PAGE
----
Star cast: Dong-Gun Jang, Kate Bosworth, Danny Huston.
Director: Sngmoo Lee
Plot: Yang, a warrior, kills a whole enemy clan but saves an infant, for which he is attacked by his own clansmen. He runs to an American cowboy town, only to find himself in trouble again.
What’s Good: The entertaining sword-fights; the cinematography; and the lead actors’ performances.
What’s Bad: The me-too story and a boring first half. Also, the blood and gore, of which there is a lot, might put off some people.
Verdict: The Warrior’s Way entertains only in its action sequences; recommended only for the lovers of gory films.
Loo Break: You can skip the whole first half!
Culture Unplugged Studios, Fuse Media and Sad Flutes’ The Warrior’s Way is the story of Yang, a warrior and swordsman par excellence, who eliminates an enemy clan but saves an infant. For this, Yang is shunned and hunted by his own clansmen. Yang escapes to a small town in the Wild West in America with the child. He meets a girl, Lynne, who is haunted by her family’s murder at the hands of a murdering rapist, the Colonel.
Yang, who keeps a low profile at first, gets involved with the affairs of the people of the ragged, old town after he realises that Lynne is desperate to get back at the Colonel. He trains Lynne to use the sword. When one fine day, the Colonel arrives in town with his band of cowboys to pick up a girl for his carnal pleasures, Lynne offers herself. The Colonel recognises her and is about to shoot her, when Yang arrives with his sword and decimates Colonel’s party. The Colonel and what is left of his party escape. Now that he had broken his vow of non-violence, Yang decides to leave, but the townsfolk ask him to save them from the Colonel’s imminent backlash.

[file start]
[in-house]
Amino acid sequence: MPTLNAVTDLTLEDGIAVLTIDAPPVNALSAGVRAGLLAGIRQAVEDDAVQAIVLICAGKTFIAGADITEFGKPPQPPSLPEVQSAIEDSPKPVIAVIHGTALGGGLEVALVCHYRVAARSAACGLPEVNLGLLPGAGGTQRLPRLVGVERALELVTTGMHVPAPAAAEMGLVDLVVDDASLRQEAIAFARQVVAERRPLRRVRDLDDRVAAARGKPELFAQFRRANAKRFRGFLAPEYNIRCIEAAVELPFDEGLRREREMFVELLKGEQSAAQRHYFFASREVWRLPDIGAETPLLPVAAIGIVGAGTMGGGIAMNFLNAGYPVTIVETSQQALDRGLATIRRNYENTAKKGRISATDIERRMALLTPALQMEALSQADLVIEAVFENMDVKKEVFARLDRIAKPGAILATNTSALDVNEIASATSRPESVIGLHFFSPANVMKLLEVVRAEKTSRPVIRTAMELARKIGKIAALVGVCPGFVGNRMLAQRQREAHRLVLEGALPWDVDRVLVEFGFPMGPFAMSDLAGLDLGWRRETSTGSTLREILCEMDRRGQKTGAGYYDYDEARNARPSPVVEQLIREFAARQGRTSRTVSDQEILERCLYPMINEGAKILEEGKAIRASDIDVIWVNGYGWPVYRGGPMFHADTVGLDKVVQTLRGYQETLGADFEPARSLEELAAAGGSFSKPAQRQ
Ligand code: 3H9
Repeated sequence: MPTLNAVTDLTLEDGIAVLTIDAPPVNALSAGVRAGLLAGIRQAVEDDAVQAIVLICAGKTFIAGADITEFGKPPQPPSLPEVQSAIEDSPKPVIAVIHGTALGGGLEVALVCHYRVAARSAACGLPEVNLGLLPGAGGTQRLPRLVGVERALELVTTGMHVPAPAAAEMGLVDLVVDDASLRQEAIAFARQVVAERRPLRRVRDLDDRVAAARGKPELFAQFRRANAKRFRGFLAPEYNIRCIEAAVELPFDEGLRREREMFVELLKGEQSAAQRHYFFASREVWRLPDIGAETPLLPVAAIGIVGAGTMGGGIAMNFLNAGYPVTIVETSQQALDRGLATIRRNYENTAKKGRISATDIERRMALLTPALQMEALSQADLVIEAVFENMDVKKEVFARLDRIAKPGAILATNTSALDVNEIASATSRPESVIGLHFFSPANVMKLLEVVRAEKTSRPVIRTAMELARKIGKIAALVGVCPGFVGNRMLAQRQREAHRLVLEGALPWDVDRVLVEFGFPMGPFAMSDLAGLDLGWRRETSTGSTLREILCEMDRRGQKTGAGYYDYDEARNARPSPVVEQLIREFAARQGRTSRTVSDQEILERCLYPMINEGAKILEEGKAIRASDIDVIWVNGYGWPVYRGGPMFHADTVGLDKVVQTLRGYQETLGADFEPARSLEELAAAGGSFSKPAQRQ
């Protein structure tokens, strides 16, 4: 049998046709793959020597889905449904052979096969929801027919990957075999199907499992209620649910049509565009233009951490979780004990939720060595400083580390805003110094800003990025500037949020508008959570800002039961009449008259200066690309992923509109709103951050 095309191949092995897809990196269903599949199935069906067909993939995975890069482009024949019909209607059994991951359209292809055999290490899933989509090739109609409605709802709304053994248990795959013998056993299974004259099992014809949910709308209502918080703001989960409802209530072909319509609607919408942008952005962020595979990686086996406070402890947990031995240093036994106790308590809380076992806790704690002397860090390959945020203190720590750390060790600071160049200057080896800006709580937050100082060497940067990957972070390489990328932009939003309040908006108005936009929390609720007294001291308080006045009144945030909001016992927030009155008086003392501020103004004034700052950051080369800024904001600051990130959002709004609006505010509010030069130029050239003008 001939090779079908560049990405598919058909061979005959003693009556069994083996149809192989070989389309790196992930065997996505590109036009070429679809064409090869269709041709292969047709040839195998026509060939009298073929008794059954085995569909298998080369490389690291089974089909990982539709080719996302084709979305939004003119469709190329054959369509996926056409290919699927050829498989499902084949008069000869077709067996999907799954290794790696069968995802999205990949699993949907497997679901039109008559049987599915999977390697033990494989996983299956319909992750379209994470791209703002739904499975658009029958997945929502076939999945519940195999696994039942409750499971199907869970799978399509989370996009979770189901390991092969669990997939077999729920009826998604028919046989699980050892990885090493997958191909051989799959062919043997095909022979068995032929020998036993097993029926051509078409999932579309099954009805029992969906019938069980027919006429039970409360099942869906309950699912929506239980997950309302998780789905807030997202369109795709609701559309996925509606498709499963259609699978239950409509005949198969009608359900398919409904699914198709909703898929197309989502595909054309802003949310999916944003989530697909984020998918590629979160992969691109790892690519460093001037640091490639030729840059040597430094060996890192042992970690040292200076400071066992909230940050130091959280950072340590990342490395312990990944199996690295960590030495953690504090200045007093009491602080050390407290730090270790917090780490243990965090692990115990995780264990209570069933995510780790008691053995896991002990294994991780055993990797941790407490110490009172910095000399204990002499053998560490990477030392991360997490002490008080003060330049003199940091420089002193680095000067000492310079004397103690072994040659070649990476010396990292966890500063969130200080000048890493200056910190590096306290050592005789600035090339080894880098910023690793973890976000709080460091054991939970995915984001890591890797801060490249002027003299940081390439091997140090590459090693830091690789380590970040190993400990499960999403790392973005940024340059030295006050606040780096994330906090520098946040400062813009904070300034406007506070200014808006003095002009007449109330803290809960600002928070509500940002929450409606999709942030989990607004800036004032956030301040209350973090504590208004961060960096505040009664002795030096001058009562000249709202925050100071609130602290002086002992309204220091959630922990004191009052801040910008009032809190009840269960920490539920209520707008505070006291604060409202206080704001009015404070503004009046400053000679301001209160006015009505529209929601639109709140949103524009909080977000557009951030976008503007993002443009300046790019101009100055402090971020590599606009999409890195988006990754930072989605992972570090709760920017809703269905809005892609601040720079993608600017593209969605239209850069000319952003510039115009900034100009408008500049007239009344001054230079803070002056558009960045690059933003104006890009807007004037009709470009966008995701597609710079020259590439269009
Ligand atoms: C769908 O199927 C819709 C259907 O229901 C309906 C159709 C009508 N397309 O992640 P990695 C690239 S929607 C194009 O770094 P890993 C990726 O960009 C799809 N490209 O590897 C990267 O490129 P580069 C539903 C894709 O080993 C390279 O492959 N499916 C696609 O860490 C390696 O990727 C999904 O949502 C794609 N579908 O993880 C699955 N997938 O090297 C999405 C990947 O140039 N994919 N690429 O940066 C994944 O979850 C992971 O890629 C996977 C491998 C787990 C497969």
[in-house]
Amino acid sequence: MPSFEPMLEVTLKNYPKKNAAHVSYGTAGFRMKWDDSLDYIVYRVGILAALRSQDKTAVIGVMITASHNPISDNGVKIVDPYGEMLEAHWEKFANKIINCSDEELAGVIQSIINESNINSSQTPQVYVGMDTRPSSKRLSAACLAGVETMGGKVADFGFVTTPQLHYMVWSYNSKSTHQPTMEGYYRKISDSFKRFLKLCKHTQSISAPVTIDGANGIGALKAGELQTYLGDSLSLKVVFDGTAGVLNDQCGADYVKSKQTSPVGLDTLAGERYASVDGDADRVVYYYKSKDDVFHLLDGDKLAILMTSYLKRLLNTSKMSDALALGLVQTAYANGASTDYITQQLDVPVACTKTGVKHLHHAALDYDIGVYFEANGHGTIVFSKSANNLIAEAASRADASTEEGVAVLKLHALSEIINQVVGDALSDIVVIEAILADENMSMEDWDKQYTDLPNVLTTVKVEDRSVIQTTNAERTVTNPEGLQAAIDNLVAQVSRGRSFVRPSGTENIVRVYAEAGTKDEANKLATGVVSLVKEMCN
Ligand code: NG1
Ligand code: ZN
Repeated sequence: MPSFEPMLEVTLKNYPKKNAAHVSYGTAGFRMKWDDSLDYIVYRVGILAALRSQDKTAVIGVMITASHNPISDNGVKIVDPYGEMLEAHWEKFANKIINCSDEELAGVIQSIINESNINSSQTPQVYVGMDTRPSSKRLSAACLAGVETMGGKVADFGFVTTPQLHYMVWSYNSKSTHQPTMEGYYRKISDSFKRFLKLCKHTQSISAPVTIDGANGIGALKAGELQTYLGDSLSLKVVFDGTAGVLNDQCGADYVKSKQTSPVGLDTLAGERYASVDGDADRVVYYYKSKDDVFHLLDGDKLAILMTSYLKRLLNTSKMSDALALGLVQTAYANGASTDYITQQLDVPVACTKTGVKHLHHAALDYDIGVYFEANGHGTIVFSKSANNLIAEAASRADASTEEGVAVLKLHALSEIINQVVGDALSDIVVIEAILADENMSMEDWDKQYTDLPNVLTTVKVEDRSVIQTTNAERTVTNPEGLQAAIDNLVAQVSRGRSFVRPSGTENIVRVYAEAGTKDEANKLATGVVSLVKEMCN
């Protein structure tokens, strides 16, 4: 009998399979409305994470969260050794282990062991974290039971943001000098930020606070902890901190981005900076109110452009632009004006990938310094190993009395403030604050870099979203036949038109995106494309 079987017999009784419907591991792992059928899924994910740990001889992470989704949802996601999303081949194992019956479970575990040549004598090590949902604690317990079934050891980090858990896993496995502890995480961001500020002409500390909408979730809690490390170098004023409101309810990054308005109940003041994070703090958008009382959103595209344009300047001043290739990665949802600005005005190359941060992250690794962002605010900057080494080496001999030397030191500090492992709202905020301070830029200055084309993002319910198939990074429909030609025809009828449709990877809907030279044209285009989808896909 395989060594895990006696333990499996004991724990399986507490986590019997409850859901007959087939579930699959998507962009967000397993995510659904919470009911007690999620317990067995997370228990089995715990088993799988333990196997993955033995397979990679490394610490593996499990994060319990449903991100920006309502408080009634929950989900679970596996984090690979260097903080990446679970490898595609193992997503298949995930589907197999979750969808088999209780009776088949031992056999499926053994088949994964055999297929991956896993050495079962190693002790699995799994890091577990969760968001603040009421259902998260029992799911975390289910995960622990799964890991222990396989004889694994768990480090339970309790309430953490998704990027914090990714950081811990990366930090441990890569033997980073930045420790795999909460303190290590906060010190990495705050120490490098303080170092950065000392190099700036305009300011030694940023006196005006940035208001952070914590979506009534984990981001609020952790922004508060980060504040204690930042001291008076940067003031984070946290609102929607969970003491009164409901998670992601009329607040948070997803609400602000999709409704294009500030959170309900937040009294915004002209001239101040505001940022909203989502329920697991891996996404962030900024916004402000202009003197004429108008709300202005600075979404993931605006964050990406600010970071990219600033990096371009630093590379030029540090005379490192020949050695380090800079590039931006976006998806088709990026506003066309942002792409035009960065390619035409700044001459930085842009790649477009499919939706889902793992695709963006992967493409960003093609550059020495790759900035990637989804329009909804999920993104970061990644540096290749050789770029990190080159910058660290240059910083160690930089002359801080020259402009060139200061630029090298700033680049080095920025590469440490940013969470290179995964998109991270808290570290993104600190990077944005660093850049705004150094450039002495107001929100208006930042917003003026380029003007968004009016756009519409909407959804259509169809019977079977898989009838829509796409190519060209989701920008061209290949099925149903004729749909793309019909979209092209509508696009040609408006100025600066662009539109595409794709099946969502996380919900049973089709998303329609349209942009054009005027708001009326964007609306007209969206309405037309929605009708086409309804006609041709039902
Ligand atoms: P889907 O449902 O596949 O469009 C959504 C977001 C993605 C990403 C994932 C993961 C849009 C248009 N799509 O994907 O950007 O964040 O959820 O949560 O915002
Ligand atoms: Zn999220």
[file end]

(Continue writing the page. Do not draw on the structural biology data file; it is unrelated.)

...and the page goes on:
Yang stays back and defends the town with the help of a secret cache of weapons, a sniper and his excellent (and brutal) swordsmanship. Lynne and the others in the town fight by his side. Will Yang be able to fend off the Colonel’s attacks? Will he ever reconcile with his warrior clan? The rest of the film answers these questions.
Story, Star performances and Direction
Sngmoo Lee’s story is very simple and lacks novelty. The film has no kung-fu, but only some (excellently shot) sword-fights, all of which end up with Yang killing a bunch of people. What might be interesting to a few viewers is the comic-book-style cinematography (by Woo Hyung Kim) of the action sequences. The direction (Sngmoo Lee) is nothing to write home about. The performances by Jang Dong-Gun (as Yang), Kate Bosworth (as Lynne) and Geoffrey Rush (as Ron, the sniper) are very good. Danny Huston (as The Colonel) and Tony Cox (as Eight-Ball) provide able support. Analin Rudd, as Baby April, is very cute and is, in fact, one of the highlights of the film.
The movie is extremely boring in the first half, while Yang settles down in the town and starts working as a laundryman. Although the townsfolk are shown to be members of a defunct circus, there are hardly any jokes for the audience. The whole back-story about Lynne’s tragedy and its outcome also drags on. Overall, the first half is dull and glum. The real action starts when Yang takes out his sword from the sheath. The choreography of the sword-fighting sequences is excellent. Having said that, it must be added that the story does not appeal to the audiences and the second half also ends up being a collation of beautifully choreographed violent swordfights. This will appeal to only to a section of the audience.
The operatic background score by Javier Navarrete is beautiful and fits seamlessly with the action sequences. Editing by Jonathan Woodford-Robinson is okay. Production design by Dan Hennah is good. The recreation of a ghostly Western American town, partly through studio sets and partly through visual effects (among others, by the India-based Geon Studios) is very good.
The Warrior’s Way entertains in its second half. But overall, the story does not work for the audience. The film will be loved only by those youngsters who can stomach lots of bloodshed. Expect it to do poorly at the Indian box-office.